The phone calls come from inside the new administration, but the president is not on the line. In fact, Joe Biden has not dialed in to any of the weekly COVID-19 coordinating calls with the nation’s governors since he came into office, a sharp contrast with his predecessor and a break from last year’s pandemic ritual.
Every Tuesday, usually at 11 a.m. EST, all 50 governors dial in to the same conference call to coordinate federal and state responses to the coronavirus crisis. And until this past January, they heard each time from the vice president. Mike Pence, as head of the White House COVID task force, led those weekly discussions. Donald Trump dropped by from time to time. The calls continue under the current administration but without Biden. “It's been a real frustration, I think it's safe to say, for all 50 governors,” New Hampshire’s Chris Sununu told RealClearPolitics.
Of course, he appreciates hearing from Jeffrey Zients (pictured), the new White House COVID response coordinator, and from Dr. Anthony Fauci, the White House chief medical adviser. But Sununu told RCP, “It would go a long way if the president would just get on the phone, or the vice president would get on the phone and take questions. Allow us to ask the folks in charge questions.”
The Trump White House hosted a total of 40 COVID conference calls. Pence led 39 of them, according to that administration’s final COVID report first obtained by RCP. Trump participated in eight. Things are different now, said Pete Ricketts. “President Biden hasn’t been on any of them,” the Nebraska governor told RCP, “and Vice President Harris has only been on one, but that was for about five minutes and she didn’t take any questions.”
Andrew Cuomo now leads the calls as chairman of the National Governors Association. White House Press Secretary Jen Psaki explained that the New York governor was put in charge instead of the vice president because a change was needed. One of the reasons, Psaki told reporters in March, “is that there were operational aspects of the way the last administration approached COVID and approached the distribution of vaccines or approached planning and engagement with governors that wasn’t working.”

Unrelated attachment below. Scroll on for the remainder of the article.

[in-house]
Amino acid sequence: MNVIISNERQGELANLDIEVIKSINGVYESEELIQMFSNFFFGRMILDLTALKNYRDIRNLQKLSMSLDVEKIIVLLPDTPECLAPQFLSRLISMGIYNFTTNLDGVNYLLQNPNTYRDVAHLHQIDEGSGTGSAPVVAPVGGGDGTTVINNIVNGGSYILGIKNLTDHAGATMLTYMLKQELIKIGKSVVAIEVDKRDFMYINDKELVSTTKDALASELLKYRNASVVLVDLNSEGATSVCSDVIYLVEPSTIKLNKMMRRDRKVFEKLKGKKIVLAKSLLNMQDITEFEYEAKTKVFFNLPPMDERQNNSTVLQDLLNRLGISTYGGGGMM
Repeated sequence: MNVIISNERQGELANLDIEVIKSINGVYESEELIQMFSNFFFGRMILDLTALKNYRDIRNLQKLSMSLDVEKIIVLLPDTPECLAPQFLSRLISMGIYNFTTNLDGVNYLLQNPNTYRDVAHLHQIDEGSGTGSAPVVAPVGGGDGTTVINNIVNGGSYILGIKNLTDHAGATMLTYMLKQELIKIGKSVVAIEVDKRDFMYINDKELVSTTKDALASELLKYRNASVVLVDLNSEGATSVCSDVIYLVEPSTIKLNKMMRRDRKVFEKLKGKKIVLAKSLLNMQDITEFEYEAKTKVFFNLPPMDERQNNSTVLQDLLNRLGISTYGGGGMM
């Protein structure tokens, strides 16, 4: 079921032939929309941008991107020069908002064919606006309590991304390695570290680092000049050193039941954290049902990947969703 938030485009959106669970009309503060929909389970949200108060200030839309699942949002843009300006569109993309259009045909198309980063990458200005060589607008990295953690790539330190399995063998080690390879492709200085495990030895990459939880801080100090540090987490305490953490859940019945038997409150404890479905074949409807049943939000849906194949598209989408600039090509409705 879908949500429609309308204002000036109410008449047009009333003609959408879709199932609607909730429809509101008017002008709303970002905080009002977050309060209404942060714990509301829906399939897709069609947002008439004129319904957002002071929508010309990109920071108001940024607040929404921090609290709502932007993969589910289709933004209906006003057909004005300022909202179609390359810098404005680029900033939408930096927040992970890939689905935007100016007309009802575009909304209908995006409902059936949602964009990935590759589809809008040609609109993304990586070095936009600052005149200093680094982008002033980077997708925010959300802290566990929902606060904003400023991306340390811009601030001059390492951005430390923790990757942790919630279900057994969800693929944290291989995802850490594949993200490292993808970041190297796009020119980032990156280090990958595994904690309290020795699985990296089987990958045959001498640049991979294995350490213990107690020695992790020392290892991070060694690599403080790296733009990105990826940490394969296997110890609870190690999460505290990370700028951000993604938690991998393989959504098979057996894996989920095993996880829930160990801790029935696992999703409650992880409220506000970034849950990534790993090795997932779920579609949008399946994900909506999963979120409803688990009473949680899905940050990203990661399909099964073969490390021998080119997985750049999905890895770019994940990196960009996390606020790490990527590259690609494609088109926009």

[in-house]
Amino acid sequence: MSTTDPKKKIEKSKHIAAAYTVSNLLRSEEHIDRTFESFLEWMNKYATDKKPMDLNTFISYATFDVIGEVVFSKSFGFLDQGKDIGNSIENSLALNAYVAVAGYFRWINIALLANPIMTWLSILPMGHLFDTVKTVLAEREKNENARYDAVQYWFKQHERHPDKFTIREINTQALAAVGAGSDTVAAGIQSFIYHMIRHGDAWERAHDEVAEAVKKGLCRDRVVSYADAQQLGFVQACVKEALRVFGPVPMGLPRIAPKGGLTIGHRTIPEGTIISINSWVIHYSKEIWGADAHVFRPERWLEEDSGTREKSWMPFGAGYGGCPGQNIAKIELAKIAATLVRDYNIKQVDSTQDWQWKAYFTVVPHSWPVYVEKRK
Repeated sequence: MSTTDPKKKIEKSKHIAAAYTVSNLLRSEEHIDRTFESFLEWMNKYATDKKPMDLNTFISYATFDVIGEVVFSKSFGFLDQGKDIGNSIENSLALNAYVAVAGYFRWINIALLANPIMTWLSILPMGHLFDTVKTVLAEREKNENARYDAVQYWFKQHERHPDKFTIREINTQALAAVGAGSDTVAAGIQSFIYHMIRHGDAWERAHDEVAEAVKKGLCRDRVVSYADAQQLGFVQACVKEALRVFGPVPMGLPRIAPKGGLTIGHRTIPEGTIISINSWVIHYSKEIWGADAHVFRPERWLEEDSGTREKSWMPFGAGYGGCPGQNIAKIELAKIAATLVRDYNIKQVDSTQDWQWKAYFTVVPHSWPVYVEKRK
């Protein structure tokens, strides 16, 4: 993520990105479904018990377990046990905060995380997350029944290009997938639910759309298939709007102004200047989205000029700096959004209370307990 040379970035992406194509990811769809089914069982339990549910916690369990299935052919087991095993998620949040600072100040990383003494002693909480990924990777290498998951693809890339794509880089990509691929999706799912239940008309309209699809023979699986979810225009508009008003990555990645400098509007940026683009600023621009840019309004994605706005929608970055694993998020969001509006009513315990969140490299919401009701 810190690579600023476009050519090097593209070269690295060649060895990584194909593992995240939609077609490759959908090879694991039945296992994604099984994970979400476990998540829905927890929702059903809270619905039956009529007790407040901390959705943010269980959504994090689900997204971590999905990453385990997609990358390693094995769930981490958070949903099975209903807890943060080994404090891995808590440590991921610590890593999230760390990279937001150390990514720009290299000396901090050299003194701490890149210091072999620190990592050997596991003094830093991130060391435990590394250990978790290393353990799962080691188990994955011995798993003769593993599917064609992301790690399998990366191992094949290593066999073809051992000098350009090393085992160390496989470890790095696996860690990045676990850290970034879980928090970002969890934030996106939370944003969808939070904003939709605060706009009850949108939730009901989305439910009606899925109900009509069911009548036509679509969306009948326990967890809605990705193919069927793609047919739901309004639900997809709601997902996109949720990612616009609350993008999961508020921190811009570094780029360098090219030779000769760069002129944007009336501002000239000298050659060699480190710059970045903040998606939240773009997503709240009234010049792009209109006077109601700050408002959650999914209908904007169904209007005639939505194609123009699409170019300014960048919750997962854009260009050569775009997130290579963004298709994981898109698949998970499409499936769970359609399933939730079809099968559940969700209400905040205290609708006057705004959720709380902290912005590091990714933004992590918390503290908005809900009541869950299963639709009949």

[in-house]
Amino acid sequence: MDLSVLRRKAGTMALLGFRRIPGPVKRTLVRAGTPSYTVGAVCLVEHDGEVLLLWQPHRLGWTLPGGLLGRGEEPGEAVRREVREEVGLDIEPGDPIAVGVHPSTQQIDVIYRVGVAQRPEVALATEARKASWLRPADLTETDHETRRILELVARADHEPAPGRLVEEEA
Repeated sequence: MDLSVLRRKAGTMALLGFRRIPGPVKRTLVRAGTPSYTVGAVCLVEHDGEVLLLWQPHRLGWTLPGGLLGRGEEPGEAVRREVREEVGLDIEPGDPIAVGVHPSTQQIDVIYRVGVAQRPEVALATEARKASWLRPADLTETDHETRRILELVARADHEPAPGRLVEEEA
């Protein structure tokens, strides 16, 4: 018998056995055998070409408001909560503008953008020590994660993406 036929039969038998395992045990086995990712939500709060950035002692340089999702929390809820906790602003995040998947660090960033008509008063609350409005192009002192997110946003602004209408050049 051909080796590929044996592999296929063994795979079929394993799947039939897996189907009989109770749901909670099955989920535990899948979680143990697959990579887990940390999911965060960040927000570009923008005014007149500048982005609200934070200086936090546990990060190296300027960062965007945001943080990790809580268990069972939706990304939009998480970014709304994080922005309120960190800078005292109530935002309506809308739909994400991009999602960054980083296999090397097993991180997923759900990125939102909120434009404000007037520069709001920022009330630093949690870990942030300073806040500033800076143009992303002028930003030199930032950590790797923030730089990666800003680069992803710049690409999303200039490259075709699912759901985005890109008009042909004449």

The new approach was also required, a White House official told RCP, because the pandemic response has changed dramatically from the early days when little was known about the virus to now, when half of U.S. adults have received at least one dose of the vaccine.
And the COVID calls changed, the official added, only after the White House sought input from the states: “We took the feedback from governors in the prior administration that they wanted to have strong, regular, and coordinated response efforts with the federal government, and we’ve been focused on it.”
The administration works daily with states, the official continued, because its “whole-of-government pandemic response is rooted in effective and consistent communication. … While these calls [with governors] play one role in our relationships, it is not the sole mechanism.”